Economics: The UDC Edge
UDC’s location in the nation’s capital, where national economic policy is debated and enacted, gives you a unique eye into how economics affects society. Our affordable program gives you a solid foundation for a range of career or graduate study options.
In addition, our mission of service to the Washington, D.C., community as a land-grant institution informs our program’s focus on the connection between urban problems and the economic circumstances of minorities.
Bachelor’s Degree (BA) in Economics
Economics is a field of study that is highly relevant to our daily lives. At its heart, economics is a social science examining the impact of collective decision-making. If you look around, you can find economics at the core of most of the issues in society that matter to you, whether it is income inequality, the rise and fall of various industries or the fate of urban communities.
A bachelor’s degree in economics from the University of the District of Columbia gives you the tools, insight and versatility to address complex social problems across a range of fields.
In our program, you will:
- Understand how economic systems produce, distribute and allocate resources
- Develop an understanding of contemporary national and international economic events and how countries affect each other economically, financially, politically and environmentally
- Become a global citizen, promoting new economic practices that are compatible with the globalization of production, consumption and finance and utilizing economic tools and methods to achieve a sustainable environment.
- Analyze urban problems, particularly those related to employment, housing, and the economic conditions of African-Americans and other minorities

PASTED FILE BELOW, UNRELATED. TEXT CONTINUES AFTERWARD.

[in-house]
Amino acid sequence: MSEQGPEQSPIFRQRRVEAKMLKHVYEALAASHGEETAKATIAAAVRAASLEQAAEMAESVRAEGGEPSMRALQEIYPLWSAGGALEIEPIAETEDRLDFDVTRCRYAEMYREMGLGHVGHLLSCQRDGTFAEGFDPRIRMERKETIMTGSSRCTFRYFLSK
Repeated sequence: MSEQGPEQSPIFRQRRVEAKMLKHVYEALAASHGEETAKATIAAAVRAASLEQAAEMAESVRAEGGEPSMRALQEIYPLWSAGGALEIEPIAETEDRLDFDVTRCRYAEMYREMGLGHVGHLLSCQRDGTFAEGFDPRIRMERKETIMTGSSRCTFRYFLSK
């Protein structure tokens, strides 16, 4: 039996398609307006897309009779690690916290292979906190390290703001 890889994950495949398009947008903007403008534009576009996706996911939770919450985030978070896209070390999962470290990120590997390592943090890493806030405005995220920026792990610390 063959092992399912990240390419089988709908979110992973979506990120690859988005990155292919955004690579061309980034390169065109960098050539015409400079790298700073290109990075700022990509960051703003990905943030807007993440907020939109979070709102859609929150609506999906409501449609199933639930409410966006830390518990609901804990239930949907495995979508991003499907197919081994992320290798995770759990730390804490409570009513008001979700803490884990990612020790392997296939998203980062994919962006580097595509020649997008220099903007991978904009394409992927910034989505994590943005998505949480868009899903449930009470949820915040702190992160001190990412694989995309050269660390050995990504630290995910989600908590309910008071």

- Gain an ethical framework for decision-making
- Understand how economics relates to your special interests and career opportunities
- Acquire the theoretical and analytical tools necessary for graduate study in economics and other fields such as law or business, including skills in research, written and oral communication, and field work.
- School of Business and Public Administration
- Learn more about applying for admissions to the economics program
- Master’s degree in business administration (MBA)
- Apply for a scholarship in the School of Business and Public Administration [PDF]
Curriculum and Requirements in the UDC Economics Program
The bachelor’s degree in economics requires 120 credit hours, 36 of which come from the economics department. Required courses include the following:
- Principles of Economics I and II
- Price Theory (often called Microeconomic Theory)
- Macroeconomic Theory
- Business Statistics and Quantitative Methods (or equivalents)
- International Finance or International Trade
Students may choose at least four upper-level elective courses from the following options:
- Health Economics and Public Policy
- State and Local Finance
- Economic History of the United States
- Managerial Economics
- Mathematical Economics
- Money and Banking
- Urban Economics
- Public Finance
- Labor Economics
You may also take a seminar course or a fifth elective in economics
Additional electives may be selected in order to tailor your degree program to your area of interest.
Student Organizations and Activities in the UDC Economics Program
- Delta Mu Delta International Honor Society in Business
- Omicron Delta Epsilon International Economics Honor Society
- Students in Free Enterprise (SIFE)
- UDC Accounting Club
- National Association of Black Accountants (NABA)
UDC students attend the annual Opportunity Funding Corporation’s Venture Challenge business plan competition in Atlanta, Georgia. In 2011, UDC placed fifth out of nearly 30 competing institutions.
Faculty Spotlight: UDC Economics Program
Robert D. Ebel, visiting professor of economics and public administration, is a member of the International Monetary Fund Panel of Experts/Fiscal Affairs Division. From 2006 to 2009, he served as Deputy Chief Financial Officer for Revenue Analysis and Chief Economist for the Washington, D.C., government. Prior to that position, he was a senior fellow at joint Urban Institute/Brookings Institution Tax Policy Center and lead economist for the World Bank Institute’s Capacity Building programs on Public Finance, Intergovernmental Relations and Local Financial Management. While at WBI he served as the World Bank’s technical representative to the Sudan Peace Consultations (2002-2005), and for, the African Union a technical resource person at the Inter-Sudanese Peace Consultations on Darfur (2006).